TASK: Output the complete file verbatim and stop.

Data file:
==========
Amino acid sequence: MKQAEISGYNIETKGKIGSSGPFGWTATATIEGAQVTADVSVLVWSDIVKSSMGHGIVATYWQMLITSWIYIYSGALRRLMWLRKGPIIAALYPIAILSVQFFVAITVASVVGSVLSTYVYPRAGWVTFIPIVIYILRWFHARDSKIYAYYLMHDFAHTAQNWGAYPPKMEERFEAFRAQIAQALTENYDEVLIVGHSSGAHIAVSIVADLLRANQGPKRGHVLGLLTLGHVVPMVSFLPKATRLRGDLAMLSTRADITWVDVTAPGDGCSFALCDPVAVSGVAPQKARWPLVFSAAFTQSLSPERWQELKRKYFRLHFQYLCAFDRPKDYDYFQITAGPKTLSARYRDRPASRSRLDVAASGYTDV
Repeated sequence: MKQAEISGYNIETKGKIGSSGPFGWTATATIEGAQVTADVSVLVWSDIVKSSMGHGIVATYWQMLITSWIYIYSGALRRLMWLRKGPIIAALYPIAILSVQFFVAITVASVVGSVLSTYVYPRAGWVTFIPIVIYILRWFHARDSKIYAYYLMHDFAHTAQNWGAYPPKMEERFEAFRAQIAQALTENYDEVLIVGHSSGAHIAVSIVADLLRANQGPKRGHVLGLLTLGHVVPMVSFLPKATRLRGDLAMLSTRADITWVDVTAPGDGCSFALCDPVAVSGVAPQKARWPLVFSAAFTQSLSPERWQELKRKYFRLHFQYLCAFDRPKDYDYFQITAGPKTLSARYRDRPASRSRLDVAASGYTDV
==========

Amino acid sequence: MKQAEISGYNIETKGKIGSSGPFGWTATATIEGAQVTADVSVLVWSDIVKSSMGHGIVATYWQMLITSWIYIYSGALRRLMWLRKGPIIAALYPIAILSVQFFVAITVASVVGSVLSTYVYPRAGWVTFIPIVIYILRWFHARDSKIYAYYLMHDFAHTAQNWGAYPPKMEERFEAFRAQIAQALTENYDEVLIVGHSSGAHIAVSIVADLLRANQGPKRGHVLGLLTLGHVVPMVSFLPKATRLRGDLAMLSTRADITWVDVTAPGDGCSFALCDPVAVSGVAPQKARWPLVFSAAFTQSLSPERWQELKRKYFRLHFQYLCAFDRPKDYDYFQITAGPKTLSARYRDRPASRSRLDVAASGYTDV
Repeated sequence: MKQAEISGYNIETKGKIGSSGPFGWTATATIEGAQVTADVSVLVWSDIVKSSMGHGIVATYWQMLITSWIYIYSGALRRLMWLRKGPIIAALYPIAILSVQFFVAITVASVVGSVLSTYVYPRAGWVTFIPIVIYILRWFHARDSKIYAYYLMHDFAHTAQNWGAYPPKMEERFEAFRAQIAQALTENYDEVLIVGHSSGAHIAVSIVADLLRANQGPKRGHVLGLLTLGHVVPMVSFLPKATRLRGDLAMLSTRADITWVDVTAPGDGCSFALCDPVAVSGVAPQKARWPLVFSAAFTQSLSPERWQELKRKYFRLHFQYLCAFDRPKDYDYFQITAGPKTLSARYRDRPASRSRLDVAASGYTDV